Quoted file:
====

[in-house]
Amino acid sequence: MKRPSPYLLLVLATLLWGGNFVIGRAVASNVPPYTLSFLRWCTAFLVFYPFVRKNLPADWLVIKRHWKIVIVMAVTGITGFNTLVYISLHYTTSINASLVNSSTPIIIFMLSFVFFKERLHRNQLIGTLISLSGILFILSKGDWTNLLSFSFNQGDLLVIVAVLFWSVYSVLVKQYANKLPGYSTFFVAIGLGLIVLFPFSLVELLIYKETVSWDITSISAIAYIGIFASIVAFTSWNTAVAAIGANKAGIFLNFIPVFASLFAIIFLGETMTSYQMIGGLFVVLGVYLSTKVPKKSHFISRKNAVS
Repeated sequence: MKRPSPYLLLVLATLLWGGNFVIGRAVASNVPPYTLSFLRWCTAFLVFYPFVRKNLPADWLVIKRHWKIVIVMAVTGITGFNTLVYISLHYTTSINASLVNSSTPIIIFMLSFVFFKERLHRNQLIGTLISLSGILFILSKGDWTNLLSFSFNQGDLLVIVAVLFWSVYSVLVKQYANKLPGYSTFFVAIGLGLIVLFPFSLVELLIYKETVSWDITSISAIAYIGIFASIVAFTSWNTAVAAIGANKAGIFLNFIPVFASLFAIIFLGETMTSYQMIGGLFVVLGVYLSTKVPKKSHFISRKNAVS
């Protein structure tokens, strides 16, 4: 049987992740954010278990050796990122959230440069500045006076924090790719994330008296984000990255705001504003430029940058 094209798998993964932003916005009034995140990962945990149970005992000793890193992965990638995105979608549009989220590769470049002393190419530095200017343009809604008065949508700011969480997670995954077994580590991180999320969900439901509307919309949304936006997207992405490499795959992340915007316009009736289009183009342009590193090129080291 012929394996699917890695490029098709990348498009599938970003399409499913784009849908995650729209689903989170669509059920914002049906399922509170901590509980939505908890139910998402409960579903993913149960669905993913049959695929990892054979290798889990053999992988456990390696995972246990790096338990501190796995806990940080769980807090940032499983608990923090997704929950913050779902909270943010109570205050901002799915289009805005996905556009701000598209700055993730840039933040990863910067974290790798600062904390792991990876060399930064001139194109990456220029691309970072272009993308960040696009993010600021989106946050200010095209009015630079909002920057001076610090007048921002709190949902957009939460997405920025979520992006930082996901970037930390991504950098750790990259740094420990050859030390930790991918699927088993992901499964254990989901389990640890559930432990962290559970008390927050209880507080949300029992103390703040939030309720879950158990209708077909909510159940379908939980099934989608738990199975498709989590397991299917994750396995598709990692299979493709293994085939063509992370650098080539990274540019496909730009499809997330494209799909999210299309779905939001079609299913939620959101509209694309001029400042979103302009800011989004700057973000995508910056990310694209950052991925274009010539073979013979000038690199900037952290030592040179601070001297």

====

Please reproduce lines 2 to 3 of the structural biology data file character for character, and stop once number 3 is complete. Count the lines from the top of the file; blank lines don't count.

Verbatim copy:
Amino acid sequence: MKRPSPYLLLVLATLLWGGNFVIGRAVASNVPPYTLSFLRWCTAFLVFYPFVRKNLPADWLVIKRHWKIVIVMAVTGITGFNTLVYISLHYTTSINASLVNSSTPIIIFMLSFVFFKERLHRNQLIGTLISLSGILFILSKGDWTNLLSFSFNQGDLLVIVAVLFWSVYSVLVKQYANKLPGYSTFFVAIGLGLIVLFPFSLVELLIYKETVSWDITSISAIAYIGIFASIVAFTSWNTAVAAIGANKAGIFLNFIPVFASLFAIIFLGETMTSYQMIGGLFVVLGVYLSTKVPKKSHFISRKNAVS
Repeated sequence: MKRPSPYLLLVLATLLWGGNFVIGRAVASNVPPYTLSFLRWCTAFLVFYPFVRKNLPADWLVIKRHWKIVIVMAVTGITGFNTLVYISLHYTTSINASLVNSSTPIIIFMLSFVFFKERLHRNQLIGTLISLSGILFILSKGDWTNLLSFSFNQGDLLVIVAVLFWSVYSVLVKQYANKLPGYSTFFVAIGLGLIVLFPFSLVELLIYKETVSWDITSISAIAYIGIFASIVAFTSWNTAVAAIGANKAGIFLNFIPVFASLFAIIFLGETMTSYQMIGGLFVVLGVYLSTKVPKKSHFISRKNAVS